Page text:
Lena is collected much of the time, it's just the way she is. One of the things Cheri said about Lena is she was always so confident, so sure of where her feet were at all times.
Bar is learning, and I can see the difference in his topline and in his overall strength, movement, and confidence every day. I can tell he feels it, too, knows his body is more in balance and therefore stronger.
But on-the-bit was an odd concept for me. We learned to ride Lena with a loose rein, only picking up her mouth when we wanted her to do something.
Bar had no idea what to do with a loose rein, and I'm afraid I didn't help early on by grabbing his face when I'd get nervous.
In a book I just finished, The Byerley Turk by Jeremy James, he talks about the style of riding I've seen encouraged--holding the horse back with your hands while pushing him forward with your legs. His description is from the perspective of a Turkish groom who has traveled miles with the first Thoroughbred and knows what kind of response this might lead to. It does. The rider who used that technique ended up in the dirt, and that kind of makes sense when you view it from the horse's perspective. "Make up your mind!"
The concept itself is important, but figuring out what it really meant eluded me and therefore was not easily translated to my dearest darling opinionated Thoroughbred.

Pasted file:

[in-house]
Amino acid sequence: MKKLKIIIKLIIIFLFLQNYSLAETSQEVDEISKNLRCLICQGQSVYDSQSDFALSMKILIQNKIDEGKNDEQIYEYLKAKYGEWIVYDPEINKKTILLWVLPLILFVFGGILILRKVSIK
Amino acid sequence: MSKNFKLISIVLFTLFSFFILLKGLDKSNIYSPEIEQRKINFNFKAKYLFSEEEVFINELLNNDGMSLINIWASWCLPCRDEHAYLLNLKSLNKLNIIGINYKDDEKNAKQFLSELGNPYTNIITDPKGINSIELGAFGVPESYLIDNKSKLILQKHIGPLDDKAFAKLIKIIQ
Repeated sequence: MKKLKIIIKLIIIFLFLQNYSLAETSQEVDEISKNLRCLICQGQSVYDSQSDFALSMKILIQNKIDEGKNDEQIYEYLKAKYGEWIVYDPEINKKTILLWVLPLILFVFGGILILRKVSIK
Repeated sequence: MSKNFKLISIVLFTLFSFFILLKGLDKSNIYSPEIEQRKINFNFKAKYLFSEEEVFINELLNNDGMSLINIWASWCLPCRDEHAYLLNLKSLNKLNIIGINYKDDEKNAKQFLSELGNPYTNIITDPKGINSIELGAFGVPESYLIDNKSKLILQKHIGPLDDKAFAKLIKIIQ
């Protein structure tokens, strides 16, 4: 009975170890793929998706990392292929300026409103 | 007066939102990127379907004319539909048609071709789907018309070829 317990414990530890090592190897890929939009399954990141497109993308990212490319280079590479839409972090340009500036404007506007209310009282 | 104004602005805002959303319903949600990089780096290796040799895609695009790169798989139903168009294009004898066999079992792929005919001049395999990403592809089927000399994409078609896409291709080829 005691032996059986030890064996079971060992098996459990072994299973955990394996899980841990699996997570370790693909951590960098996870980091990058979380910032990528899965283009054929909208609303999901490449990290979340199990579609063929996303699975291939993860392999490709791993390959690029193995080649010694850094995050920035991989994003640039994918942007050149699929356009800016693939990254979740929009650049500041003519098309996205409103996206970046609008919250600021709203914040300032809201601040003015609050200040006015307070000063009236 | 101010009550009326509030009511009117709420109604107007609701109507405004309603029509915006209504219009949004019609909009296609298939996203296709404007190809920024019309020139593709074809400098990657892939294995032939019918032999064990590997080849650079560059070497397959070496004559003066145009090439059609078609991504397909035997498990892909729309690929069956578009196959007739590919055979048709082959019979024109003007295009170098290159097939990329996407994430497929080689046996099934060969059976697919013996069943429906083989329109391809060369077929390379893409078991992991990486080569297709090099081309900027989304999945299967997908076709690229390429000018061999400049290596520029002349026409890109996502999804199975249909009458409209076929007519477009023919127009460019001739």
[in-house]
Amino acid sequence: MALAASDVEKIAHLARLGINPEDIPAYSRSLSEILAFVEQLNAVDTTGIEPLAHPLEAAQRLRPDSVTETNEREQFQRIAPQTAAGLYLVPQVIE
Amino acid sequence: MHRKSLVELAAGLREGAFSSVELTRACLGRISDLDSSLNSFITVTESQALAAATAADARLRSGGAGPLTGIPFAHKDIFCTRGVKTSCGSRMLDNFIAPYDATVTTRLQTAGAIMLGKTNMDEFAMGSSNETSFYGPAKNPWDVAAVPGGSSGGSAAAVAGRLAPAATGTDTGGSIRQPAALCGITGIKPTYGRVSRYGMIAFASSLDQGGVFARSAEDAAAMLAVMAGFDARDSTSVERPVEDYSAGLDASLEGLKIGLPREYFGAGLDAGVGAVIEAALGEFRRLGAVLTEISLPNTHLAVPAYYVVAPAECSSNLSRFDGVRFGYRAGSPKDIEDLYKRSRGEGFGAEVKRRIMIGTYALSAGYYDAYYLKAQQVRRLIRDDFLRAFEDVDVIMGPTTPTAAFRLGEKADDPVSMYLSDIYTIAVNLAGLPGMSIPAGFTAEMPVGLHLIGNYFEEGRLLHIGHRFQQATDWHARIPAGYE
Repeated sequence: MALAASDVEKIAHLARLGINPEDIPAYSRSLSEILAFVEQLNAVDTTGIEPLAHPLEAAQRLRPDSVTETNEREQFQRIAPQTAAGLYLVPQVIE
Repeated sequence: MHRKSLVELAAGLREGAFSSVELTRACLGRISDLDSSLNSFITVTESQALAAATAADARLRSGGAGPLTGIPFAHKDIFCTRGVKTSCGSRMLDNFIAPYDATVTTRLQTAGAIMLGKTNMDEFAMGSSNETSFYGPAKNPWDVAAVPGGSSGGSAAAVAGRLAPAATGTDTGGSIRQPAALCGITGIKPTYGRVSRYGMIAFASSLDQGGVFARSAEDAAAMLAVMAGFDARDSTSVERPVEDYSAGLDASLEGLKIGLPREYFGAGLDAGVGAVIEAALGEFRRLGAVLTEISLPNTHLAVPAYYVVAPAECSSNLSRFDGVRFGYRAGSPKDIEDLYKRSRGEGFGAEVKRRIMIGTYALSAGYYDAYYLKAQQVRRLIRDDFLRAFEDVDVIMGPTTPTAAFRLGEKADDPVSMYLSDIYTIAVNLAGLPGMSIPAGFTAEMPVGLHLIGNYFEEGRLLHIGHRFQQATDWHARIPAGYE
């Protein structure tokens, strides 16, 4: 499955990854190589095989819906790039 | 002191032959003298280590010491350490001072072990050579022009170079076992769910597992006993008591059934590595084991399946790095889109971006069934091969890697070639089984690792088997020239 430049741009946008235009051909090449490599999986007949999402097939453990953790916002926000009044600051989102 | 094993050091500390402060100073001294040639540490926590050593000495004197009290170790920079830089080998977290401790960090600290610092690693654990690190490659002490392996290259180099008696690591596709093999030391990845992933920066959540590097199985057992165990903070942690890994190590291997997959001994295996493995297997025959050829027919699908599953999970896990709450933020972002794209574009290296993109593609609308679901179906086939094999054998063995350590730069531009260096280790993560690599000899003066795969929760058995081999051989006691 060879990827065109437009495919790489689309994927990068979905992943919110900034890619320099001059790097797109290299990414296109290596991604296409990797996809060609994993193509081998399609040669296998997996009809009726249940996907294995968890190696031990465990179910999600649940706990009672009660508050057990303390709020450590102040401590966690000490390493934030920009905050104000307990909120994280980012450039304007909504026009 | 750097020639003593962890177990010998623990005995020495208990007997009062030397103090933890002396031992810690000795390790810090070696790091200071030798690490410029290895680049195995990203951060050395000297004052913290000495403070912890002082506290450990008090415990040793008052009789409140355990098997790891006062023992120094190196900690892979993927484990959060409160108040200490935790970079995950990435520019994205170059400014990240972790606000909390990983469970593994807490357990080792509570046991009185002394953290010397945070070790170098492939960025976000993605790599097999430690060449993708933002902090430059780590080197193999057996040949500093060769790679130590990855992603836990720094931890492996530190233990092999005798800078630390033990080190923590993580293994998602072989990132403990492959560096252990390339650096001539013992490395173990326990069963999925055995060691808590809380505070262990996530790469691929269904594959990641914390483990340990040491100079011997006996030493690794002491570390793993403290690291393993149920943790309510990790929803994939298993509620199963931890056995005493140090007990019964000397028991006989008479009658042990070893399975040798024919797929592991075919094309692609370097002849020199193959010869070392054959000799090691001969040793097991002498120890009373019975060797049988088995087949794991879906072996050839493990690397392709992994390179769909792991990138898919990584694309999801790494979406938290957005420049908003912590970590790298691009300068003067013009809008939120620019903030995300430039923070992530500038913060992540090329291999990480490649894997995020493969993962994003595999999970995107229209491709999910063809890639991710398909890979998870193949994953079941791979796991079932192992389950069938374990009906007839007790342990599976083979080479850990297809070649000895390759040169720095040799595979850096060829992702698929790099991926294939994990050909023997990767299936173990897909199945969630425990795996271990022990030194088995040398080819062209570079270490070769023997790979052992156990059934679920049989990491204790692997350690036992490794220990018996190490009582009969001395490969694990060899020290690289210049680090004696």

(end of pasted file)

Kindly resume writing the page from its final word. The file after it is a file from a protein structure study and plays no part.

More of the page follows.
This post by Glenshee Equestrian Centre, to which I was directed by Kate at A Year With Horses, makes more sense than anything else I've read, seen, heard, etc.
This last paragraph sums it up, but the whole post is definitely worth a read:
I am looking forward to practicing with this methodology a little more, and I'm sure Bar is too. ("Finally she's making sense!") Lena already gets it for the most part, but it certainly won't hurt to play with it with her as well."Rather than the rider demanding the horse both yield to pressure while paradoxically accepting a strong contact, the rider offers a gentle contact and the horse, once he knows he can trust the consistency and fairness of the hand, will seek that gentle contact wherever the hand may lead, and allow the hand to shape his entire carriage and movement (the action of the rein through the body) with that same light feel. This, to me, is what it means to be “on the bit.”
The thing I love about horses is there is always something new to learn. When there isn't, I'll just have to invent something lest we all get bored.